(first posted 7/16/2015) My neighborhood of Edgewater in Chicago’s north side has a very eclectic mixture of cars, which reflects the diversity here that I’ve been a part of for the past ten years. It’s a real melting pot, with many languages being spoken even in my own condominium building. Sometimes, I’ve been able to get a view of some of the drivers of the cars I find more interesting, but the driver of this ’77 Ford Thunderbird Town Landau has yet eluded me, despite a handful of car sightings several years back.
This thing went for close to Corvette money off the showroom floor in 1977. That year’s plush Town Landau variant of the Thunderbird base-stickered at $7,990 ($32,236 / adjusted for 2015), within about 8% of the base Corvette’s $8,648 sticker ($34,891 / adjusted). Let that blow your mind for a second. I’m thinking specifically of those who consider the last, 2002 – ’05 T-Birds to have been overpriced. The last Thunderbird might have been expensive for what it was and for its content, but it was still a convertible, made a bold visual statement, and didn’t have a Mercury twin.
Our subject car, however, was pretty much a (very handsomely) reskinned and repackaged ’72-vintage Ford Torino which shared its basic bodystyle with the concurrent Mercury Cougar XR7. I was unable to find a breakout of Town Landau production out of the 318,000-plus Thunderbirds produced for the model year, but the T/L must have been successful for its extra premium, as this option package was available through ’82, even after the retirement of the seventh generation ‘Birds after ’79.
That said, I think both the ’77 T-Bird and the ’77 ‘Vette would have looked right at home valet-parked in front of the hottest nightspots and restaurants of their day. Both were popular, V8-powered coupes (the ’77 Thunderbird had a 302 standard, with options for a 351 or 400) with an air of importance and fashionable hidden headlamps. Seeing both cars next to each other in any garage would have spoken to the upscale tastes of the occupants of that dwelling.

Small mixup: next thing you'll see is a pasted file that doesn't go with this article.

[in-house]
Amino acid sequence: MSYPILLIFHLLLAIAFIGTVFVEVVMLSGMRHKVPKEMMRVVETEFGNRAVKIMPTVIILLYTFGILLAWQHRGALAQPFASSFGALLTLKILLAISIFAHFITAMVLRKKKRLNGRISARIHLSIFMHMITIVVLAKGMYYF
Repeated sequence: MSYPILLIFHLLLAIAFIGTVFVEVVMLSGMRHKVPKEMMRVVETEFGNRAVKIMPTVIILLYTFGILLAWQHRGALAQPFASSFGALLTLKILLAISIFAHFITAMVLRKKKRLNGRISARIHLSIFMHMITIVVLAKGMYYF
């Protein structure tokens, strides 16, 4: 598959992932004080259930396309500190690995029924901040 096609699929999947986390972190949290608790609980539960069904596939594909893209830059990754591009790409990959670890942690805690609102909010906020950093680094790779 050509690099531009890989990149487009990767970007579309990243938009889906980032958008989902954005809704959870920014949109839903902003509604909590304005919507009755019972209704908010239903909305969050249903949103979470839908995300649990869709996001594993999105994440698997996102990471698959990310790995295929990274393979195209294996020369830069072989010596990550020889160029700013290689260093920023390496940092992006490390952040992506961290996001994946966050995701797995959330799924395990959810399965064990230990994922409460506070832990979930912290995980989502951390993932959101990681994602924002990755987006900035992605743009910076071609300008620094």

The ’77 Corvette probably won’t have a place in the Bowling Green, Kentucky Pantheon of Best Corvettes Ever, but there’s no question of which car I’d rather have today, even if this specific Thunderbird wasn’t looking so busted. Still, this example holds a certain, lurid charm for me.
Have you ever wanted to ask a car a few questions? This once-grand dame looks to have fallen on some hard times. I’m imagining four husbands (owners), a front-console ashtray stuffed full of Capri butts, and a youth that was spent as the belle of the ball, until disco was well out of fashion with the arrival of the new-wave ’83 Aerobird, one for which she was first traded. Each line on her face, each dent and rust spot, tells the story of little heartbreaks strewn in her life’s path. Her brushed aluminum tiara still shines a little, like a tarnished halo.
These days, she goes out only when she needs to – for groceries, for gas, for a late night cocktail, for a chance to remember things the way they used to be. She faces each day, chin out, with the resolve of Elaine Stritch, ever ready to take yet another one of life’s blows on the chin and just not give a damn. This broad can take it. Actually, I haven’t seen her for several years now and wonder sometimes if she finally moved away from this beachfront community, or if she finally just wouldn’t turn over that one last time and died in her sleep.
My aunt had a base-model Thunderbird of this vintage. (I want to make it clear that I was not writing about her life just now.) At the time, she was a young medical professional in her late 20’s, and her Fashion-Bird seemed to fit her to a tee. I always liked the style of the 1977 – ’79 models, and Ford had successfully sold this young, factory-town kid on the idea that these downsized Thunderbirds were a cut above all but those few in the very top echelon of personal luxury cars.
It’s a regular process, the aging of a car, and its slight, downward trajectory with each passing year and/or owner. But it’s a process made all the more fascinating to me when the car was a top-line flagship model. The exact point at which something gets broken and the owner leaves it as-is…that first unfixed scratch or paint-chip. This car undoubtedly was a looker off the lot. What a lofty height from which this ‘Bird fell, even if it took over three decades to complete its descent.
All photos as taken by the author in Edgewater, Chicago, Illinois,
spanning from Wednesday, February 16, 2011, through Saturday, June 25, 2011.